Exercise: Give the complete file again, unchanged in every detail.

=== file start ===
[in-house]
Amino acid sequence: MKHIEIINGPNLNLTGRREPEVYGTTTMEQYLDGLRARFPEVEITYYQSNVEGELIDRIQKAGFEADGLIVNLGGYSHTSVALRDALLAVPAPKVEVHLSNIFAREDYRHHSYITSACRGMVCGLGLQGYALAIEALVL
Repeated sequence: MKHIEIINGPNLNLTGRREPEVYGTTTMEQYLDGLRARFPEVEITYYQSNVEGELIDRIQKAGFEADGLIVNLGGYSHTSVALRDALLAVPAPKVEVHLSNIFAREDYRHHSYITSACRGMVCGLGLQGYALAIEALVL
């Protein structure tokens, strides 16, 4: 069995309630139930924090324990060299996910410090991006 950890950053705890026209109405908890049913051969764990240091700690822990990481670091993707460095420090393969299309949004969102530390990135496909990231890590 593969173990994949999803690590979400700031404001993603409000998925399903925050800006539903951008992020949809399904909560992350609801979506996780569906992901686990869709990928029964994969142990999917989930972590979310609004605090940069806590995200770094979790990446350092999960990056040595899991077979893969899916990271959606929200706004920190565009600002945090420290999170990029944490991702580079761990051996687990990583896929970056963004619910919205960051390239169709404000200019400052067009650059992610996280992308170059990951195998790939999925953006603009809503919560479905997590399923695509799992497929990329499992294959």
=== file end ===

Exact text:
[in-house]
Amino acid sequence: MKHIEIINGPNLNLTGRREPEVYGTTTMEQYLDGLRARFPEVEITYYQSNVEGELIDRIQKAGFEADGLIVNLGGYSHTSVALRDALLAVPAPKVEVHLSNIFAREDYRHHSYITSACRGMVCGLGLQGYALAIEALVL
Repeated sequence: MKHIEIINGPNLNLTGRREPEVYGTTTMEQYLDGLRARFPEVEITYYQSNVEGELIDRIQKAGFEADGLIVNLGGYSHTSVALRDALLAVPAPKVEVHLSNIFAREDYRHHSYITSACRGMVCGLGLQGYALAIEALVL
């Protein structure tokens, strides 16, 4: 069995309630139930924090324990060299996910410090991006 950890950053705890026209109405908890049913051969764990240091700690822990990481670091993707460095420090393969299309949004969102530390990135496909990231890590 593969173990994949999803690590979400700031404001993603409000998925399903925050800006539903951008992020949809399904909560992350609801979506996780569906992901686990869709990928029964994969142990999917989930972590979310609004605090940069806590995200770094979790990446350092999960990056040595899991077979893969899916990271959606929200706004920190565009600002945090420290999170990029944490991702580079761990051996687990990583896929970056963004619910919205960051390239169709404000200019400052067009650059992610996280992308170059990951195998790939999925953006603009809503919560479905997590399923695509799992497929990329499992294959």